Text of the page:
From TARDIS to Hobbits, from bishonen to Maroon 5’s next album release, there is no denying the existence of fangirls and their respective fandoms. They have taken over the internet with websites and social media accounts dedicated to a person, a movie, or a book, and it is imperative that this phenomenon is here to stay.
Fangirling, in all its glory, has multiple meanings, depending on the context. Some define fangirling as a one-way relationship with someone and, on a subconscious level, believing in the reciprocation of affection. Others define fangirling as an intense involvement or an act of displacement or temporary relief from psychological distress.
However, most of the time it is defined as a form of expressing deep fondness, a wave of emotion that comes over a person when they are stimulated by the sight, sound, or idea of the object of affection.
Amidst all the screams, OTP’s, and asdfghjkl’s, why is it that these devoted aficionados freak out when their objects of affection do something that they don’t agree with?
A person needs to keep all their beliefs consistent to avoid mental discomfort. When that consistency is disturbed by an act that is undesirable or inconsistent/in conflict with their expectation, the discomfort they experience is called cognitive dissonance. A person experiences cognitive dissonance as a result of the excessive mental stress and discomfort experienced when confronted with new information that conflicts with their existing beliefs.
This is the reason why some fangirls all but curl into a ball and cry when a beloved character from a movie dies or when a pop idol does something indecent in public, like a simple fart for example. This disrupts the image the person has built of the object of affection, and it causes mental distress. The actions cited are physical manifestations of the distress.
Usually, to solve the stress the brain undergoes, the person must decide on what to do, and most of the time it’s supposedly the option that takes the least amount of mental effort. That can be anything to anyone, from tweeting to ranting to a friend; to just shrugging the entire thing off. It depends on how the person copes with stress.
An example of this is what happened to the Lostprophet’s front man Ian Watkins. As with every other artist, the Welsh band had started small back in 1997, but over the course of the band’s run it had garnered a pretty big fanbase worldwide. It was not until 2012 that Lostprophets reached controversy. Their lead singer, Ian Watkins was charged with 13 sexual offenses to young children, which included a one-year-old girl. The world was shocked by the revelation, and by late 2013 Watkins was sentenced to 29 years in prison, plus 6 years on an extended license. In the aftermath of the controversy, people, fan and non-fan alike, have expressed their distaste for the singer.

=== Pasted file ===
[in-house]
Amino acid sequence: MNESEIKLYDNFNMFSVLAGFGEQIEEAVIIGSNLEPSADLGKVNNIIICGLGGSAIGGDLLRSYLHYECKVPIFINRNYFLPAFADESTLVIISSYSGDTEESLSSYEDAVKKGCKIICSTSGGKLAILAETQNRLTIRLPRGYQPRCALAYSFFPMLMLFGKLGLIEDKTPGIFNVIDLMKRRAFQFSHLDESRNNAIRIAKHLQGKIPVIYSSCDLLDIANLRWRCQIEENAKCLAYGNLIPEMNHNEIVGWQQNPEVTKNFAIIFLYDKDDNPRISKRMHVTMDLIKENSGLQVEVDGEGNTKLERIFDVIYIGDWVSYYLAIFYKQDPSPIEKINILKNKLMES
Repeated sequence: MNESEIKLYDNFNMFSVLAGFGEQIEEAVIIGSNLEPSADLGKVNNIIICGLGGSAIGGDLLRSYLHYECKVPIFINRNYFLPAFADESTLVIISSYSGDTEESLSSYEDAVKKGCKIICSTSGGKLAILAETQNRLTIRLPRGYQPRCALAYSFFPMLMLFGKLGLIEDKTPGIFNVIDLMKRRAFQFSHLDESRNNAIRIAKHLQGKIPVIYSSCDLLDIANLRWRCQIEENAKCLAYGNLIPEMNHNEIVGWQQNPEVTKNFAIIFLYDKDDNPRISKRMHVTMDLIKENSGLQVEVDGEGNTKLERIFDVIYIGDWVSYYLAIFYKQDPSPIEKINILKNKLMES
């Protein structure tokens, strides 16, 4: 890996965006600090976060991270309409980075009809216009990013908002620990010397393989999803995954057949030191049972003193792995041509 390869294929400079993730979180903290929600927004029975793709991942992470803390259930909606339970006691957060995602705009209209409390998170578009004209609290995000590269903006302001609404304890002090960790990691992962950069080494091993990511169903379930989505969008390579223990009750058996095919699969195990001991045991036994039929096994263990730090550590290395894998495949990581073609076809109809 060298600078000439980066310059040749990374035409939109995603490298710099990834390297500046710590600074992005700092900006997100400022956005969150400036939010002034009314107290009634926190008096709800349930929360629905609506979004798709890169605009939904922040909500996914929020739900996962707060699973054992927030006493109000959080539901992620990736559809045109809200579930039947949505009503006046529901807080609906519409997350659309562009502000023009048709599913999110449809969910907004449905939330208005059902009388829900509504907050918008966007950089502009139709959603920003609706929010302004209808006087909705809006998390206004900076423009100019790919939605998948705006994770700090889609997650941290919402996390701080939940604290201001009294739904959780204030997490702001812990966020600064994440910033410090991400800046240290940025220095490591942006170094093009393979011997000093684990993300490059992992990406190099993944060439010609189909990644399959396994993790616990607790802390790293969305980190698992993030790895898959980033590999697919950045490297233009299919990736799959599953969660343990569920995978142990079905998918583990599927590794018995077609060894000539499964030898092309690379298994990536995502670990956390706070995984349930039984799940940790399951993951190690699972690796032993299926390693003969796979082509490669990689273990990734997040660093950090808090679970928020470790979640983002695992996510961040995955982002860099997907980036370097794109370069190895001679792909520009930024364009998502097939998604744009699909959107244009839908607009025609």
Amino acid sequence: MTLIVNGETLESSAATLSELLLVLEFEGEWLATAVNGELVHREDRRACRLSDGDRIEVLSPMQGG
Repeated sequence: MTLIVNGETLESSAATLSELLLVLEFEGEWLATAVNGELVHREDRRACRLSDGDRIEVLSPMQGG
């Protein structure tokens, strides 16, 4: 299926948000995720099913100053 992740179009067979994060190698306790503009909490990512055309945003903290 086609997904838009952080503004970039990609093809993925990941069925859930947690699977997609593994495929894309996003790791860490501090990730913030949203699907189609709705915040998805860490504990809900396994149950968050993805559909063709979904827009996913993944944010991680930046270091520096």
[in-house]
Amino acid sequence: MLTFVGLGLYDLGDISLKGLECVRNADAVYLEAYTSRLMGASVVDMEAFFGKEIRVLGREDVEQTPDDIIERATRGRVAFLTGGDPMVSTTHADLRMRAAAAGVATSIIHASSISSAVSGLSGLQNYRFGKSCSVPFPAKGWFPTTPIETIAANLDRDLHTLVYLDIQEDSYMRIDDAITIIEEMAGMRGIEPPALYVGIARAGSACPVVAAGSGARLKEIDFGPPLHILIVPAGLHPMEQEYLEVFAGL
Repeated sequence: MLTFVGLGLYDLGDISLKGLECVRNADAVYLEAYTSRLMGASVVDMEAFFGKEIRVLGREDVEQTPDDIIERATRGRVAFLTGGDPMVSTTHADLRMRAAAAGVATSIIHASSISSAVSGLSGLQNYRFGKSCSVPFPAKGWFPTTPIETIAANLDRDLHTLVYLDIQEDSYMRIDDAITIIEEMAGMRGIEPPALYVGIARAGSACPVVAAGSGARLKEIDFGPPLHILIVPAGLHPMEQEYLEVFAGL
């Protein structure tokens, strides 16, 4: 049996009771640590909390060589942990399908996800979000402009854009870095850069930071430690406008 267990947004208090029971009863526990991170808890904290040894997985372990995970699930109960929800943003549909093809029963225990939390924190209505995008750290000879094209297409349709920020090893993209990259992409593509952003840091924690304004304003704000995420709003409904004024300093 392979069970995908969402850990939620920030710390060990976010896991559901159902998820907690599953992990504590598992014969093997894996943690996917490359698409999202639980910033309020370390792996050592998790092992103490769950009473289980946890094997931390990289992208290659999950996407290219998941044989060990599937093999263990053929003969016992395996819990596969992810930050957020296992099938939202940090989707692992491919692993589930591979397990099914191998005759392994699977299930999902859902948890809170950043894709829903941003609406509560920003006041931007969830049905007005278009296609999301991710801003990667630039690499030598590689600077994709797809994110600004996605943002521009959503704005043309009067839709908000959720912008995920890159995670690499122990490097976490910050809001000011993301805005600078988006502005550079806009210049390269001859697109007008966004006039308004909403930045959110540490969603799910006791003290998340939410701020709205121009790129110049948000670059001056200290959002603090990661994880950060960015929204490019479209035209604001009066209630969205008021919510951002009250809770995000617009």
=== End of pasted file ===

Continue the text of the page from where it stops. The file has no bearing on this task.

One writer wrote that he felt he was being judged because he was listening to a song by the band, when in fact maybe he just had the song louder than the passersby would have liked it to be. That kind of reaction is the writer’s brain undergoing stress because something that he believed was okay to listen to in public before was debunked into a source of the anxiety. Later on the writer defended the band and its music, saying that what we do, despite the reputation of the singer, is entirely up to us. And I totally agree.
Fangirling, in its purest sense, is just a way for us to portray our utmost support for someone or something. However, like everything else, it can have both positive and negative aspects. It can be a source of camaraderie, or a cause of added stress. All in all, fangirling is inevitable in such a close-knit society, its just a matter on how to properly handle the “feels.”
Brown, D. (2014, February 18). The Science of Fangirling [Video file]. Retrieved from https://www.youtube.com/watch?v=ZVJRGUlZUEs
Gibson, K. L. (2013, September 17). Are fangirls dangerous? Retrieved from http://www.personal.psu.edu/afr3/blogs/siowfa13/2013/09/are-fangirls-dangerous.html
Lostprophets. (n.d.). In Wikipedia, the free encyclopedia. Retrieved August 9, 2014, from http://en.wikipedia.org/wiki/Lostprophets
Pereyo, H. (2013, November 8). Fangirling dissected. Huffington Post. Retrieved from http://www.huffingtonpost.com/haley-pereyo/fandom-meaning_b_3890201.html
Watson, O. J. (2014, January 17). The Lostprophets are not a lost cause. The Tab [Cambridge]. Retrieved from http://cambridge.tab.co.uk/2014/01/17/the-lostprophets-are-not-a-lost-cause/
Edited by: Zoe